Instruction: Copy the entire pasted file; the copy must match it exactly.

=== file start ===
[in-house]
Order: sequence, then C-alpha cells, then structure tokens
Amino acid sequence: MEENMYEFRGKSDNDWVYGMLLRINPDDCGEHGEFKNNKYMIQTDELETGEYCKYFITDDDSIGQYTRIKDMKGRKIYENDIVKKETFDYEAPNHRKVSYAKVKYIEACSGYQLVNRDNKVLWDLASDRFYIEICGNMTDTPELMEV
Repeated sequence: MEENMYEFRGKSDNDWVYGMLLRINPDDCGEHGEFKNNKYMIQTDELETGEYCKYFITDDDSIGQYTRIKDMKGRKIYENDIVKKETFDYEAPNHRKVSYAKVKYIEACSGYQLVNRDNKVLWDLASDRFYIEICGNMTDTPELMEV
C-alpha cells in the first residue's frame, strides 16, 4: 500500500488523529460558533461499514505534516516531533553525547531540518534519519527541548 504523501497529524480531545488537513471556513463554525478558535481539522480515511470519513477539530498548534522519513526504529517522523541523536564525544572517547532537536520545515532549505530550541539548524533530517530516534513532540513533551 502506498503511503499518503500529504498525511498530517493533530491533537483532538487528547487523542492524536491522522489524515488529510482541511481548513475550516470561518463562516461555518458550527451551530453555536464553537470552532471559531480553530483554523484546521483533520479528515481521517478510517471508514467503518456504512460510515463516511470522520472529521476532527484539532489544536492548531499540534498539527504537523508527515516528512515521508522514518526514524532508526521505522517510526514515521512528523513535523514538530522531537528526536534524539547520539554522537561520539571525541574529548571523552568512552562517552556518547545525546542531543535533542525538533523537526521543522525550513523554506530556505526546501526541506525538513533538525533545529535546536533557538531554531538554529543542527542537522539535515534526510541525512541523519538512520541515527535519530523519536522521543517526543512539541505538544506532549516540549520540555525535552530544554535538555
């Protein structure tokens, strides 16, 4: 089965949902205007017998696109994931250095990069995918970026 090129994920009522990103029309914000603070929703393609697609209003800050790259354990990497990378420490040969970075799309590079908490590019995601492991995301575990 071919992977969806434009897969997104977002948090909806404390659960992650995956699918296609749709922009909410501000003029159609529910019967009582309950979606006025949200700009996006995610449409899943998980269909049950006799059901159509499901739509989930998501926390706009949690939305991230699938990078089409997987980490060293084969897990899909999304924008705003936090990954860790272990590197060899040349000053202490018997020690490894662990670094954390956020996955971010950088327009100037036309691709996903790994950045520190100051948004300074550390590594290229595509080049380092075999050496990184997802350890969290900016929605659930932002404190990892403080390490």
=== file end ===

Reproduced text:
[in-house]
Order: sequence, then C-alpha cells, then structure tokens
Amino acid sequence: MEENMYEFRGKSDNDWVYGMLLRINPDDCGEHGEFKNNKYMIQTDELETGEYCKYFITDDDSIGQYTRIKDMKGRKIYENDIVKKETFDYEAPNHRKVSYAKVKYIEACSGYQLVNRDNKVLWDLASDRFYIEICGNMTDTPELMEV
Repeated sequence: MEENMYEFRGKSDNDWVYGMLLRINPDDCGEHGEFKNNKYMIQTDELETGEYCKYFITDDDSIGQYTRIKDMKGRKIYENDIVKKETFDYEAPNHRKVSYAKVKYIEACSGYQLVNRDNKVLWDLASDRFYIEICGNMTDTPELMEV
C-alpha cells in the first residue's frame, strides 16, 4: 500500500488523529460558533461499514505534516516531533553525547531540518534519519527541548 504523501497529524480531545488537513471556513463554525478558535481539522480515511470519513477539530498548534522519513526504529517522523541523536564525544572517547532537536520545515532549505530550541539548524533530517530516534513532540513533551 502506498503511503499518503500529504498525511498530517493533530491533537483532538487528547487523542492524536491522522489524515488529510482541511481548513475550516470561518463562516461555518458550527451551530453555536464553537470552532471559531480553530483554523484546521483533520479528515481521517478510517471508514467503518456504512460510515463516511470522520472529521476532527484539532489544536492548531499540534498539527504537523508527515516528512515521508522514518526514524532508526521505522517510526514515521512528523513535523514538530522531537528526536534524539547520539554522537561520539571525541574529548571523552568512552562517552556518547545525546542531543535533542525538533523537526521543522525550513523554506530556505526546501526541506525538513533538525533545529535546536533557538531554531538554529543542527542537522539535515534526510541525512541523519538512520541515527535519530523519536522521543517526543512539541505538544506532549516540549520540555525535552530544554535538555
């Protein structure tokens, strides 16, 4: 089965949902205007017998696109994931250095990069995918970026 090129994920009522990103029309914000603070929703393609697609209003800050790259354990990497990378420490040969970075799309590079908490590019995601492991995301575990 071919992977969806434009897969997104977002948090909806404390659960992650995956699918296609749709922009909410501000003029159609529910019967009582309950979606006025949200700009996006995610449409899943998980269909049950006799059901159509499901739509989930998501926390706009949690939305991230699938990078089409997987980490060293084969897990899909999304924008705003936090990954860790272990590197060899040349000053202490018997020690490894662990670094954390956020996955971010950088327009100037036309691709996903790994950045520190100051948004300074550390590594290229595509080049380092075999050496990184997802350890969290900016929605659930932002404190990892403080390490």